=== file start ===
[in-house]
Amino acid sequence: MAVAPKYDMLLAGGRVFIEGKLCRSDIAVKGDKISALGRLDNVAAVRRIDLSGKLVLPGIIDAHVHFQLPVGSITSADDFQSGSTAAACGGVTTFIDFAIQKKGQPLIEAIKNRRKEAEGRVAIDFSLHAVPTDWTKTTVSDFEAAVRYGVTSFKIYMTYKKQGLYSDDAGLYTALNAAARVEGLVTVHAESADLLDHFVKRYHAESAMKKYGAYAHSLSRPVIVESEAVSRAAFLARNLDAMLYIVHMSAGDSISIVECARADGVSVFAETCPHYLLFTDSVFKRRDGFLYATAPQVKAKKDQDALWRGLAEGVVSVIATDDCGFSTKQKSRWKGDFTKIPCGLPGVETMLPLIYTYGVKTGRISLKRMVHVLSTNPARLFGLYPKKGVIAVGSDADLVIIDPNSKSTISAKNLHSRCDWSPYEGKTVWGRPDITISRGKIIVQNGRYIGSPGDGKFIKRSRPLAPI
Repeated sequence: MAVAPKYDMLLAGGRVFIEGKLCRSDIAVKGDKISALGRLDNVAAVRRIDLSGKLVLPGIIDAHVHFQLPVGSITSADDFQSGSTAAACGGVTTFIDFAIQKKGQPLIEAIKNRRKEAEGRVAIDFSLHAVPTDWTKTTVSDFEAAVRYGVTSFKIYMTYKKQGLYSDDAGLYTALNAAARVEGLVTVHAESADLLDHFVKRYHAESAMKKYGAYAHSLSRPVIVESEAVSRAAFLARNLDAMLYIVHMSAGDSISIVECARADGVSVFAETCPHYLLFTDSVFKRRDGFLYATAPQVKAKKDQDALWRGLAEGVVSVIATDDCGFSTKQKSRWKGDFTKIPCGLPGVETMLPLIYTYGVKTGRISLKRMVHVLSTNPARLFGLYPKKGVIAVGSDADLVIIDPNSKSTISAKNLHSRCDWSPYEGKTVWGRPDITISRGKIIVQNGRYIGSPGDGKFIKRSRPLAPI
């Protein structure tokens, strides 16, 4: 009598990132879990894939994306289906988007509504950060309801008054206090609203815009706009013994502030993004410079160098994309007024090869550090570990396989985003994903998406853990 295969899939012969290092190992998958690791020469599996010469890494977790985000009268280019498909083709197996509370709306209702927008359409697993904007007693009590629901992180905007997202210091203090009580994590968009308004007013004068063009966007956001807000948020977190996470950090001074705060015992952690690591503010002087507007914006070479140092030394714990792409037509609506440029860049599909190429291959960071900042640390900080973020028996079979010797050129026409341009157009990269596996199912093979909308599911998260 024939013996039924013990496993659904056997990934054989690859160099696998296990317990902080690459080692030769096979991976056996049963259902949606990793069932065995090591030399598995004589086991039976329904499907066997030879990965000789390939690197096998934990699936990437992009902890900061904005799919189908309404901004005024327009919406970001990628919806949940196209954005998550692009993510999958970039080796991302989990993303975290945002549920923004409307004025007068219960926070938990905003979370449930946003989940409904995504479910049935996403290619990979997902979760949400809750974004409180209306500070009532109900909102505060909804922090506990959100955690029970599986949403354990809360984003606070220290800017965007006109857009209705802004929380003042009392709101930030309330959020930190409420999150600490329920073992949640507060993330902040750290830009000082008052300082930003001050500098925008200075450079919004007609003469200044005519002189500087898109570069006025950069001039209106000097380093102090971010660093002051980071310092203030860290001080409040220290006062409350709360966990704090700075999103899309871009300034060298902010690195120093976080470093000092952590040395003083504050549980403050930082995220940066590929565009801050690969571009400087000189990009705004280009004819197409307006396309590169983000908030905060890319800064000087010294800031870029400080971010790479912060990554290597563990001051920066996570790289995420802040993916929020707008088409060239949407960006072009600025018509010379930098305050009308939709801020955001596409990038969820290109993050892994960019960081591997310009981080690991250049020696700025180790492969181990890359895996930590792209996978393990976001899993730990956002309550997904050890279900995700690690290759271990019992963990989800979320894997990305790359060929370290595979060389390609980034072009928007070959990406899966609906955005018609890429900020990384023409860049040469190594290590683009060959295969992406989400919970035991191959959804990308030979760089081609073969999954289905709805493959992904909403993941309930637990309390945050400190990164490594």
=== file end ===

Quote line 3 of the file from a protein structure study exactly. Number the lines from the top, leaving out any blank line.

Repeated sequence: MAVAPKYDMLLAGGRVFIEGKLCRSDIAVKGDKISALGRLDNVAAVRRIDLSGKLVLPGIIDAHVHFQLPVGSITSADDFQSGSTAAACGGVTTFIDFAIQKKGQPLIEAIKNRRKEAEGRVAIDFSLHAVPTDWTKTTVSDFEAAVRYGVTSFKIYMTYKKQGLYSDDAGLYTALNAAARVEGLVTVHAESADLLDHFVKRYHAESAMKKYGAYAHSLSRPVIVESEAVSRAAFLARNLDAMLYIVHMSAGDSISIVECARADGVSVFAETCPHYLLFTDSVFKRRDGFLYATAPQVKAKKDQDALWRGLAEGVVSVIATDDCGFSTKQKSRWKGDFTKIPCGLPGVETMLPLIYTYGVKTGRISLKRMVHVLSTNPARLFGLYPKKGVIAVGSDADLVIIDPNSKSTISAKNLHSRCDWSPYEGKTVWGRPDITISRGKIIVQNGRYIGSPGDGKFIKRSRPLAPI